Coaches Legal Responsibilities

Under the Australian Sports Commission’s National Coach Accreditation Scheme, coaches are required by law to undertake the following responsibilities:

1. PROVIDE A SAFE ENVIRONMENT Facilities and equipment must be safe for both users and others involved in the competition. Adverse weather conditions must also be taken into consideration during competition and practice.

2. ACTIVITIES MUST BE ADEQUATELY PLANNED Poor learning and even injury may be the result of unplanned practice sessions. Using appropriate teaching for new skills, especially potentially dangerous skills, is essential.

3. PLAYERS MUST BE EVALUATED FOR INJURY AND INCAPACITY Players with an injury or incapacity should not be expected to perform any harmful activity. No players should ever be forced to take part in an activity.

4. YOUNG PLAYERS SHOULD NOT BE MISMATCHED Young players should be matched not only according to age, but also height, weight and maturity. Skill levels and experience should be considered.

5. SAFE AND PROPER EQUIPMENT SHOULD BE PROVIDED Existing codes and standards for equipment should be met and all equipment should be kept in good order so that it is safe to use at all times.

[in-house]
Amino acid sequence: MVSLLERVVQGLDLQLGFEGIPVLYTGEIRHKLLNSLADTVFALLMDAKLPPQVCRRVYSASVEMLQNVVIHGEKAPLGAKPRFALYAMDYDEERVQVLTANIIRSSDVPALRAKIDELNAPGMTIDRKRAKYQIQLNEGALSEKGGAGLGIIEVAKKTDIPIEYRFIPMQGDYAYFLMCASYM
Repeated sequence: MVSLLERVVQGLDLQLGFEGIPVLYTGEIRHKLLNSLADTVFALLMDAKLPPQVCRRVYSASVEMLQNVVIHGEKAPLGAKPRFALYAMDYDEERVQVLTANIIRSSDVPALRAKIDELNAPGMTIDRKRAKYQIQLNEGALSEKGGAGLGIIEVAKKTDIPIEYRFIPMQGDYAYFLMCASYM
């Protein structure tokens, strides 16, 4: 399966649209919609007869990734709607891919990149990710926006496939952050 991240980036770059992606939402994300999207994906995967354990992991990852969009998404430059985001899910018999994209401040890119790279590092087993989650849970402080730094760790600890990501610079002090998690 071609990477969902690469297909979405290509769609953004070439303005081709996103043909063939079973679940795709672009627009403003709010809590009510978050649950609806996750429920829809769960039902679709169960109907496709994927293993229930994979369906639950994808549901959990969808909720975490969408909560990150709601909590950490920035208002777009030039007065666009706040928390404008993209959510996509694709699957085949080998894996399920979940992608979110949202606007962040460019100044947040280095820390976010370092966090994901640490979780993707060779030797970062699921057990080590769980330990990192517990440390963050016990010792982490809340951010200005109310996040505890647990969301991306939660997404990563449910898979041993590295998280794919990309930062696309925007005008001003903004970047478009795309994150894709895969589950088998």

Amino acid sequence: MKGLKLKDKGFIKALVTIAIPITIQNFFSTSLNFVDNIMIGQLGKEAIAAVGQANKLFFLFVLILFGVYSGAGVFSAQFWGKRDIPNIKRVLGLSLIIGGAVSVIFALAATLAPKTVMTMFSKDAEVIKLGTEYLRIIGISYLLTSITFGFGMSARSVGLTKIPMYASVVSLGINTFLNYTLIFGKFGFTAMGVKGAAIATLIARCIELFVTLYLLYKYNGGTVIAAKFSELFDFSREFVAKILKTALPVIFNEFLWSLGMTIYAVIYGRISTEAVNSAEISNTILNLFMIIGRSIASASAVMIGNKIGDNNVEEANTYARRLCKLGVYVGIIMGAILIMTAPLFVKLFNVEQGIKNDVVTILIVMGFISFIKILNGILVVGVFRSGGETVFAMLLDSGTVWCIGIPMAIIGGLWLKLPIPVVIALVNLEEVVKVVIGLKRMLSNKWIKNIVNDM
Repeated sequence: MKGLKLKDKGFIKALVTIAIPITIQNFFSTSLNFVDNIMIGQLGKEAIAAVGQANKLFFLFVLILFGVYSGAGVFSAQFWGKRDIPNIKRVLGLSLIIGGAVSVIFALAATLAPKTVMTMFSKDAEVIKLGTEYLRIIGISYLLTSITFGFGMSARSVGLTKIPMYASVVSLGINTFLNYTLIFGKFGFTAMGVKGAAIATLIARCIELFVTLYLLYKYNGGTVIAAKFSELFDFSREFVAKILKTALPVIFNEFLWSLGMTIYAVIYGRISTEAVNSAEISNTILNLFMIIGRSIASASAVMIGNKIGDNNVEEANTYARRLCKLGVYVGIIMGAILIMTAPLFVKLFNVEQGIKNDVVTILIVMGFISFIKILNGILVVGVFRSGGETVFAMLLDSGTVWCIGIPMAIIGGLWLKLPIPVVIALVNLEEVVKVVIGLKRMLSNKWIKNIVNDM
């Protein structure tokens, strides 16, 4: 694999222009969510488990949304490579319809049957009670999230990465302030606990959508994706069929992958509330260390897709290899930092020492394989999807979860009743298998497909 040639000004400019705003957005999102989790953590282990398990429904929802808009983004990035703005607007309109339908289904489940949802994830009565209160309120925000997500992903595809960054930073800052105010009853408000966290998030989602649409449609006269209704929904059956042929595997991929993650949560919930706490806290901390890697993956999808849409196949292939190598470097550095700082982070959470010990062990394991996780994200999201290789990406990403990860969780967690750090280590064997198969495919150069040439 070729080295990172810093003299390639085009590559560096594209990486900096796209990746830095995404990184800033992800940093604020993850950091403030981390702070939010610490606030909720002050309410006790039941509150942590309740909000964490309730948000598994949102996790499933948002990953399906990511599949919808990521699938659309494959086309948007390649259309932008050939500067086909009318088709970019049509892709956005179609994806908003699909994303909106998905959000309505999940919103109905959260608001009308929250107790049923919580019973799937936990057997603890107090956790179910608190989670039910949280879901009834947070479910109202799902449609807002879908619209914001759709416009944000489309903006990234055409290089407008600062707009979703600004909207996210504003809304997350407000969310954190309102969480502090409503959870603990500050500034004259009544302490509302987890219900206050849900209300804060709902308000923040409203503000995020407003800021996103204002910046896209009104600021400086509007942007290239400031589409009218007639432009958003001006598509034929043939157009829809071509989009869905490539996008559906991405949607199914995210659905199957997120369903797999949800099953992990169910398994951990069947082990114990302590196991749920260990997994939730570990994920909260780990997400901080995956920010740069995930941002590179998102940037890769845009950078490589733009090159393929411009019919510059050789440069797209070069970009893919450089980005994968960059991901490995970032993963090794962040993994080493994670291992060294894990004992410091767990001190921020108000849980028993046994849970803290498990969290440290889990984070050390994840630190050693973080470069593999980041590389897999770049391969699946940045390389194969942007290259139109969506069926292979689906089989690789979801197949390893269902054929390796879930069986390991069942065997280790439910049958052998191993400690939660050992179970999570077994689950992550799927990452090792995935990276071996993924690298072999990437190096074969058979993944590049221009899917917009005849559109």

6. PLAYERS MUST BE WARNED OF THE INHERENT RISK OF THE SPORT The inherent risks of any sport can only be legally accepted by the participants if they know, understand and appreciate those risks.

7. ACTIVITIES MUST BE CLOSELY SUPERVISED Adequate supervision is necessary to ensure the practice environment is safe.

8. COACHES SHOULD KNOW FIRST AID Coaches should have a knowledge of current basic emergency procedures. Coaches should know STOP (Stop, Talk. Observe, Prevent further injury) and RICER (Rest, Ice, Compression, Elevation, and Referral) procedures for managing injuries. Coaches should have a written emergency plan and ensure that medical assistance is available. At the very least, coaches should ensure that nothing is done which could aggravate any injury. Coaches must also be aware of the NRL Concussion policy.

9. DEVELOP CLEAR, WRITTEN RULES FOR TRAINING AND GENERAL CONDUCT Injuries are sometimes the result of fooling around in the change rooms and training venues. Clear written rules should be developed for general conduct and behavior.

10. COACHES SHOULD KEEP ACCURATE RECORDS Adequate records are useful to planning and are essential is all cases of injury. Record cards should be kept on all players including relevant general and medical information and progress report. Accident reports should be made as soon as possible after any injury occurs.

Negligence, should it occur, is defined as the failure by a coach to perform a legally-owed duty that is considered reasonable and prudent in the circumstance. A breach of the coach’s required standard of care can occur through an error or an omission

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